Cost can also become problematic from a technical support standpoint. Historically, biometric controls have had difficulties with accuracy and consistency, to the point that many solutions, like hand geometry, have had their tolerance levels opened wide in order to reduce false negatives and to lower the overall support costs. Enrollment itself can be a costly process, requiring physical presence from both an authority conducting the enrollment and from the person being enrolled.
Another common negative factor is acceptance of biometrics by employees. Many people see any sort of device that records their physical attributes for the benefit of their employer as an invasion of privacy. Concerns have even been raised in the past decade regarding how employers might use biometric data collected to authenticate users. Other times, certain legacy biometric solutions were simply uncomfortable to use, such as forcing the eye open while it’s scanned.
Finally, biometric security systems are complex. This challenge is made worse by the lack of standardization between vendors. Few enterprises enjoy vendor lock-in and the relative lack of alternatives—due in large part to inadequate interoperability—can make the decision to move to biometrics even more difficult.
Biometric control projects fail for a variety of reasons, but many of those reasons aren’t fully understood and appreciated. Given the significant number of failures, it is, perhaps, instructive to look at some cases in which biometric deployments failed to see what lessons can be learned.
No Pilot Testing. Pilot testing is a way to simulate the live operation of a new technology within an organization. In a case of rushing to delivery, historically, it is not uncommon for biometric control projects to attempt an enterprise-wide roll out without first performing a pilot on an adequate sample size of users. Failing to pilot a solution will reduce the overall acceptance by end-users, often because of an increased level of anxiety over the seemingly intrusive nature of the technology.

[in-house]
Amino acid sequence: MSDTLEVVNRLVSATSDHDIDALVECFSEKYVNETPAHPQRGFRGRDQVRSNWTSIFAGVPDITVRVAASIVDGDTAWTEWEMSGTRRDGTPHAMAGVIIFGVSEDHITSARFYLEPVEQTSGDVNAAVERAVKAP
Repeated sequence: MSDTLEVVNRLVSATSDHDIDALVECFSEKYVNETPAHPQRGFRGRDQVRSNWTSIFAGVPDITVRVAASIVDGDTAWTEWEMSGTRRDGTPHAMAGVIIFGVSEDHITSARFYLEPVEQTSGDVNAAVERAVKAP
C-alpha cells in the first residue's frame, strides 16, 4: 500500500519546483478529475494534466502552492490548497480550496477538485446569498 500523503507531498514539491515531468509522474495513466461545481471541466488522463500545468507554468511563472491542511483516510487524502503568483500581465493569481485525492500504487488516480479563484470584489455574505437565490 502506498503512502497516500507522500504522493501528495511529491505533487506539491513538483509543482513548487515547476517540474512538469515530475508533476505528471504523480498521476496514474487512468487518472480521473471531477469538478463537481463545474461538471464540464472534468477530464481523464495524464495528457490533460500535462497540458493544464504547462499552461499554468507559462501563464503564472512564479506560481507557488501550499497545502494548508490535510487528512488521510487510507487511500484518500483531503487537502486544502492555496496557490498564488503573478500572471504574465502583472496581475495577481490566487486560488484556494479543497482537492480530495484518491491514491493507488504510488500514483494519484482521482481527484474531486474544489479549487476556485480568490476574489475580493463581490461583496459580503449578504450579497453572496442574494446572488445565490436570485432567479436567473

No Documentation, Processes, or Procedures. Policy defines the aims and goals of the biometric solution. A comprehensive biometric security policy is required to map abstract security concepts to the real world biometric implementation. As part of a risk resilient organization, all technical solutions must be supported by a complete set of supporting documentation, including well-defined processes and procedures. Everything from enrollment to disaster recovery must be accounted for to ensure a successful deployment. If a major network component upon which your biometric solution is dependent fails, how do you get into the server room protected by the biometric solution? The fastest way to kill a deployment is to have it cost the company money by hindering the normal operation of the business thanks to poor planning and documentation.
Ineffective Training. Deploying a technical solution is far more than installing hardware and software. Users and administrators must be provided proper training on use and maintenance of these solutions. Never is this more evident than in biometric solutions. If the solution is not optimized to meet the needs of the business, and users aren’t trained in the proper and efficient use of the interface, then nobody should be surprised when the solution develops a negative reputation that eventually leads to its demise.
Inadequate Server Provisioning. One of the most common deployment failures is in planning adequately for server utilization and performance. Without adequately scaled infrastructure, processing times may be excessive, introducing additional costs to the deployment that were not previously expected. Performance and scalability must be included attributes during the design phase.